The Chaser 1 is lightweight and good value for money. The single hoop design is well-proven and it’s easy and quick to pitch as a unit. An unusual feature is that you can roll up half the flysheet for ventilation and bug-free views on calm dry nights. The inner and outer can each be pitched separately too.
Weight: 1245g | Pitching: as a unit | Flysheet: silicone/Pu nylon, 2000mm hydrostatic head | Inner: 20D nylon mesh | Groundsheet: 20D PU nylon ripstop, 5000mm hydrostatic head | Poles: aluminium 7001, T6, 8.5/7.0 mm, anodised | Pegs: 12 x 16cm square | Porches: 1, max depth 40cm | Inner Dimensions: 70 x 50cm ends, 90cm centre, max. height 90cm
Stability is good as there are six guylines plus a pair of short poles at each end. Robens recommends replacing the supplied pegs with storm pegs (which I understand to mean longer, wider ones) in strong winds and U-shaped pegs for stony or hard ground. I agree, as the supplied pegs are quite thin.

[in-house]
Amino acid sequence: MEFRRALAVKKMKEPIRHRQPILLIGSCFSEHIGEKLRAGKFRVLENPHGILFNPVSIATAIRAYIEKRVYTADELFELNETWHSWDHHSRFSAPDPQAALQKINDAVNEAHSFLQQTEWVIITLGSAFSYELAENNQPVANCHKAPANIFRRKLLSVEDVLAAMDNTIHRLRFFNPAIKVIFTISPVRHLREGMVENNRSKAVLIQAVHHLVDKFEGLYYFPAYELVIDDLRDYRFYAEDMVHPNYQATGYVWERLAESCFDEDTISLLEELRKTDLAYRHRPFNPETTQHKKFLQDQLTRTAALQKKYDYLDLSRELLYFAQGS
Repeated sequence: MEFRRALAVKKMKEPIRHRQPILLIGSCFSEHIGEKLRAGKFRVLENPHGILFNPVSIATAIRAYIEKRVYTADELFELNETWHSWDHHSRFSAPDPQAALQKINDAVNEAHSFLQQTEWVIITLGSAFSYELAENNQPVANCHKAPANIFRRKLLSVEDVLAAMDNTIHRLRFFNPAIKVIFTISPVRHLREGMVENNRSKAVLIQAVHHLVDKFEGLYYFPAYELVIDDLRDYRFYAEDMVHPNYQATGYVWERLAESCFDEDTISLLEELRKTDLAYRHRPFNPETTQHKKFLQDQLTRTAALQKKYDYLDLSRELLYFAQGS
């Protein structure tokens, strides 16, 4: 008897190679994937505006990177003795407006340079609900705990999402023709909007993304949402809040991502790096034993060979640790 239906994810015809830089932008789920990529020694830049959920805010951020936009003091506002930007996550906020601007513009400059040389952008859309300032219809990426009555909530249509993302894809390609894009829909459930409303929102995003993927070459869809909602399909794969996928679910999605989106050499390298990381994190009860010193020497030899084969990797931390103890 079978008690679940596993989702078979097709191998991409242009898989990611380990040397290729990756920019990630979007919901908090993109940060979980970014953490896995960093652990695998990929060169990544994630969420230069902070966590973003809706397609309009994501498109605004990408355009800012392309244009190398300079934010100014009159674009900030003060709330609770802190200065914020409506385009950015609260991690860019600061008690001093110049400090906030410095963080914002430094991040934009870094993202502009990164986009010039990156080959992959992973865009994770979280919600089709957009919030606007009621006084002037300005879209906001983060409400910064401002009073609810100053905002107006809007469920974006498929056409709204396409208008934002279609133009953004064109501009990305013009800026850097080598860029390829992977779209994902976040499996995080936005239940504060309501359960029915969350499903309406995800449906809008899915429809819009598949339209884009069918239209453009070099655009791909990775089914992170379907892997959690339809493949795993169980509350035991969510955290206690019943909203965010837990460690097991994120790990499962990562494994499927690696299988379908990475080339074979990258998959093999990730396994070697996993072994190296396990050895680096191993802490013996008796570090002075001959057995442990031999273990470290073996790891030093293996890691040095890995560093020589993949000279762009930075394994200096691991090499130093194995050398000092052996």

The inner is roomy with good headroom for someone my height but not anyone much taller. The inner is made from black mesh. This makes it dark inside, which might seem gloomy on a dull day, but should be boon in the short nights of summer.
There are no vents, but the top of the two-way door zip can be left undone to let some moist air out as it’s protected by a hood. An all mesh inner also helps with ventilation.
Whilst the inner is spacious the porch isn’t, and that’s the biggest drawback of this tent. The porch is long but it’s also shallow. An empty pack can be stored on its side and there’s room for footwear and wet waterproofs but there isn’t enough space for safe cooking. Pulling the groundsheet back to create more space is very awkward as the main pole fits into a tape attached to it. Unfastening this risks the tent losing its shape. A deeper porch would be a big improvement.
Despite the shallow porch and the pegs, the price is the lowest of the tents reviewed and this makes the Chaser 1 worth considering for three-season use.
To read the other tent reviews in this test head to The Great Outdoors‘ best one-person backpacking tents.
Tested by Chris Townsend
The tents were used in the winter and spring in the Cairngorms in all weather conditions – heavy rain, strong winds, frosty nights, and snow. All tents were weighed on the tester’s digital scales and the weights are for all components including stuff sacks. Chris Townsend is 5’ 8” tall with a long back and short legs.